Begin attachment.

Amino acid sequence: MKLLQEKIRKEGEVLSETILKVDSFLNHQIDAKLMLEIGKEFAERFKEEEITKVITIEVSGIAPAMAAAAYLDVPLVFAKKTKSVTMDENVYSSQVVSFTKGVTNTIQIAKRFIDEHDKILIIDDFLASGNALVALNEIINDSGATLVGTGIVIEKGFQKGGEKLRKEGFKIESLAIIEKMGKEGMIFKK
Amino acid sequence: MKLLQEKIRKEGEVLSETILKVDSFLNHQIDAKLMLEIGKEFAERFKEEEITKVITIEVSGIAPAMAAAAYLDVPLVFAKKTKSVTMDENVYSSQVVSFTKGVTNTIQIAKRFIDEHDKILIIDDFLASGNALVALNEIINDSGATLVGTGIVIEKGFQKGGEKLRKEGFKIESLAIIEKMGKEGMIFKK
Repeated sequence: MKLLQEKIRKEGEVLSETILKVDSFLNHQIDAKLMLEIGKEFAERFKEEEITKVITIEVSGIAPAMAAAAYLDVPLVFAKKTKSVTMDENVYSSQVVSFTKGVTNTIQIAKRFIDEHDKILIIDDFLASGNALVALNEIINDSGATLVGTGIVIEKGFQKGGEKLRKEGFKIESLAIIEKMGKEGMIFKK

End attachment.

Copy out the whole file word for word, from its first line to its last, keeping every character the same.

Amino acid sequence: MKLLQEKIRKEGEVLSETILKVDSFLNHQIDAKLMLEIGKEFAERFKEEEITKVITIEVSGIAPAMAAAAYLDVPLVFAKKTKSVTMDENVYSSQVVSFTKGVTNTIQIAKRFIDEHDKILIIDDFLASGNALVALNEIINDSGATLVGTGIVIEKGFQKGGEKLRKEGFKIESLAIIEKMGKEGMIFKK
Amino acid sequence: MKLLQEKIRKEGEVLSETILKVDSFLNHQIDAKLMLEIGKEFAERFKEEEITKVITIEVSGIAPAMAAAAYLDVPLVFAKKTKSVTMDENVYSSQVVSFTKGVTNTIQIAKRFIDEHDKILIIDDFLASGNALVALNEIINDSGATLVGTGIVIEKGFQKGGEKLRKEGFKIESLAIIEKMGKEGMIFKK
Repeated sequence: MKLLQEKIRKEGEVLSETILKVDSFLNHQIDAKLMLEIGKEFAERFKEEEITKVITIEVSGIAPAMAAAAYLDVPLVFAKKTKSVTMDENVYSSQVVSFTKGVTNTIQIAKRFIDEHDKILIIDDFLASGNALVALNEIINDSGATLVGTGIVIEKGFQKGGEKLRKEGFKIESLAIIEKMGKEGMIFKK